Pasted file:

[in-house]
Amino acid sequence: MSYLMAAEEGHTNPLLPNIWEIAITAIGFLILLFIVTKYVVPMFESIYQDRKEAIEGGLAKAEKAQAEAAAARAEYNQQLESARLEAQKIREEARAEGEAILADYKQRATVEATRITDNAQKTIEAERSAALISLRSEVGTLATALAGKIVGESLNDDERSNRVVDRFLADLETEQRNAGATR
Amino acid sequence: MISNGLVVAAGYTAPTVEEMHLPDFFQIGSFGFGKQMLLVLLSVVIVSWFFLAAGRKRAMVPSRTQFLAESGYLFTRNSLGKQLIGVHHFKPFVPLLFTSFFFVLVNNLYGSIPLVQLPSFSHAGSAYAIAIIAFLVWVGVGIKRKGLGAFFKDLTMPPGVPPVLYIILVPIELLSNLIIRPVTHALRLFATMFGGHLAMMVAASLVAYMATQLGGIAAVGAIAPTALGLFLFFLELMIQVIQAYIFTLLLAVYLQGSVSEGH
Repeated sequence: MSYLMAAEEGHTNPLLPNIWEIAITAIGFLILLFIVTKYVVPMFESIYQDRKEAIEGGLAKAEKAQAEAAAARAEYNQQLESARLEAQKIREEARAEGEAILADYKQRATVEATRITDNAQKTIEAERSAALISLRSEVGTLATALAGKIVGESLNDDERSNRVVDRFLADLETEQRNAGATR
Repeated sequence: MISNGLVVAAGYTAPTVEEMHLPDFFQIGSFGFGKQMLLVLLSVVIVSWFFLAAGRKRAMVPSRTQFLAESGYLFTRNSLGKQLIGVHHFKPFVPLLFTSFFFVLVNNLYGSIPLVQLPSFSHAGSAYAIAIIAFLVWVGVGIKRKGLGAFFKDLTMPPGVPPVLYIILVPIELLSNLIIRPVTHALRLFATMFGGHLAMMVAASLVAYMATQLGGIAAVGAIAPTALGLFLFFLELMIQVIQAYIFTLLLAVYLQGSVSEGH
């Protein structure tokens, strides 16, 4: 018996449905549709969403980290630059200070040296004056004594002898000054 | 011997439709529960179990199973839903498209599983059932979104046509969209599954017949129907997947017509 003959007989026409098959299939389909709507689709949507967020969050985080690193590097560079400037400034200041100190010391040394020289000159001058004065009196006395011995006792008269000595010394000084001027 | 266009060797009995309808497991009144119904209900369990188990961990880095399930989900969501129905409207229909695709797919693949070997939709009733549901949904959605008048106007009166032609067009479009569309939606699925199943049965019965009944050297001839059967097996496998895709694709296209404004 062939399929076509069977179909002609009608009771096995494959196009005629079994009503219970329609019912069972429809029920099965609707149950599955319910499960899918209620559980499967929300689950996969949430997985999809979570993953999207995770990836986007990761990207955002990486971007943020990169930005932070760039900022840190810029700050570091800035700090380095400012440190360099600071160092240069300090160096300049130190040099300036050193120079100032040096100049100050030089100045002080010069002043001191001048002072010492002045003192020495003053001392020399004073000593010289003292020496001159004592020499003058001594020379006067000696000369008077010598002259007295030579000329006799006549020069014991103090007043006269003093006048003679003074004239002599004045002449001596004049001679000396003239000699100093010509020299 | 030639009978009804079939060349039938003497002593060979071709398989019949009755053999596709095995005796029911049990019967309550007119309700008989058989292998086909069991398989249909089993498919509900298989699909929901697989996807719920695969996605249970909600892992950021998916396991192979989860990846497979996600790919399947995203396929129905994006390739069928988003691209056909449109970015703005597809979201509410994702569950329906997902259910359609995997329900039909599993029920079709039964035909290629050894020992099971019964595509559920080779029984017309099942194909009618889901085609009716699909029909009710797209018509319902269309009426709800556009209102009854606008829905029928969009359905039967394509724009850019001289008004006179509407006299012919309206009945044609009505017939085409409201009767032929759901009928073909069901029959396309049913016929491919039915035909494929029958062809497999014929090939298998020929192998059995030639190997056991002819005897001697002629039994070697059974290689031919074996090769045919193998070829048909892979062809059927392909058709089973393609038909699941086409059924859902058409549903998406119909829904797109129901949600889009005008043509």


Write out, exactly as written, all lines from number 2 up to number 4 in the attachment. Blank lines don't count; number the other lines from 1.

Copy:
Amino acid sequence: MSYLMAAEEGHTNPLLPNIWEIAITAIGFLILLFIVTKYVVPMFESIYQDRKEAIEGGLAKAEKAQAEAAAARAEYNQQLESARLEAQKIREEARAEGEAILADYKQRATVEATRITDNAQKTIEAERSAALISLRSEVGTLATALAGKIVGESLNDDERSNRVVDRFLADLETEQRNAGATR
Amino acid sequence: MISNGLVVAAGYTAPTVEEMHLPDFFQIGSFGFGKQMLLVLLSVVIVSWFFLAAGRKRAMVPSRTQFLAESGYLFTRNSLGKQLIGVHHFKPFVPLLFTSFFFVLVNNLYGSIPLVQLPSFSHAGSAYAIAIIAFLVWVGVGIKRKGLGAFFKDLTMPPGVPPVLYIILVPIELLSNLIIRPVTHALRLFATMFGGHLAMMVAASLVAYMATQLGGIAAVGAIAPTALGLFLFFLELMIQVIQAYIFTLLLAVYLQGSVSEGH
Repeated sequence: MSYLMAAEEGHTNPLLPNIWEIAITAIGFLILLFIVTKYVVPMFESIYQDRKEAIEGGLAKAEKAQAEAAAARAEYNQQLESARLEAQKIREEARAEGEAILADYKQRATVEATRITDNAQKTIEAERSAALISLRSEVGTLATALAGKIVGESLNDDERSNRVVDRFLADLETEQRNAGATR